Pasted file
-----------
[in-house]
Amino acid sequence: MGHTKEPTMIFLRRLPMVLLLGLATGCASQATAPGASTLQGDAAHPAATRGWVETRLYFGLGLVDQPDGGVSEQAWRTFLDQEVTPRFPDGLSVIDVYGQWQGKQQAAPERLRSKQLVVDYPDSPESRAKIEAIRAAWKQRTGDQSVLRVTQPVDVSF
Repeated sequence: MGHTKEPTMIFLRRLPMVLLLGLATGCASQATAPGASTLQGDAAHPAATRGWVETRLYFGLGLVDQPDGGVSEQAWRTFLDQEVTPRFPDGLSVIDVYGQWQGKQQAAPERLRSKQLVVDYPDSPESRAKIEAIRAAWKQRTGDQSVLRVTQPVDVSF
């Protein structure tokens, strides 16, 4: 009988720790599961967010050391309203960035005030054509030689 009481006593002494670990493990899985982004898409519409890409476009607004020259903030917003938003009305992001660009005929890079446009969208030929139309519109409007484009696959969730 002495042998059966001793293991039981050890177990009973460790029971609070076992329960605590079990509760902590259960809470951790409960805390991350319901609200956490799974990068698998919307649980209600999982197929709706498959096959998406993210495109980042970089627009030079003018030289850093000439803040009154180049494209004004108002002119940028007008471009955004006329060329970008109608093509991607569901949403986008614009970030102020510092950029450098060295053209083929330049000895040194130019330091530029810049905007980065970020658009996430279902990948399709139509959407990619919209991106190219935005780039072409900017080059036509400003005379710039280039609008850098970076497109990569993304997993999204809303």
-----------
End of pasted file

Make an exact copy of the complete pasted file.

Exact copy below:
[in-house]
Amino acid sequence: MGHTKEPTMIFLRRLPMVLLLGLATGCASQATAPGASTLQGDAAHPAATRGWVETRLYFGLGLVDQPDGGVSEQAWRTFLDQEVTPRFPDGLSVIDVYGQWQGKQQAAPERLRSKQLVVDYPDSPESRAKIEAIRAAWKQRTGDQSVLRVTQPVDVSF
Repeated sequence: MGHTKEPTMIFLRRLPMVLLLGLATGCASQATAPGASTLQGDAAHPAATRGWVETRLYFGLGLVDQPDGGVSEQAWRTFLDQEVTPRFPDGLSVIDVYGQWQGKQQAAPERLRSKQLVVDYPDSPESRAKIEAIRAAWKQRTGDQSVLRVTQPVDVSF
């Protein structure tokens, strides 16, 4: 009988720790599961967010050391309203960035005030054509030689 009481006593002494670990493990899985982004898409519409890409476009607004020259903030917003938003009305992001660009005929890079446009969208030929139309519109409007484009696959969730 002495042998059966001793293991039981050890177990009973460790029971609070076992329960605590079990509760902590259960809470951790409960805390991350319901609200956490799974990068698998919307649980209600999982197929709706498959096959998406993210495109980042970089627009030079003018030289850093000439803040009154180049494209004004108002002119940028007008471009955004006329060329970008109608093509991607569901949403986008614009970030102020510092950029450098060295053209083929330049000895040194130019330091530029810049905007980065970020658009996430279902990948399709139509959407990619919209991106190219935005780039072409900017080059036509400003005379710039280039609008850098970076497109990569993304997993999204809303």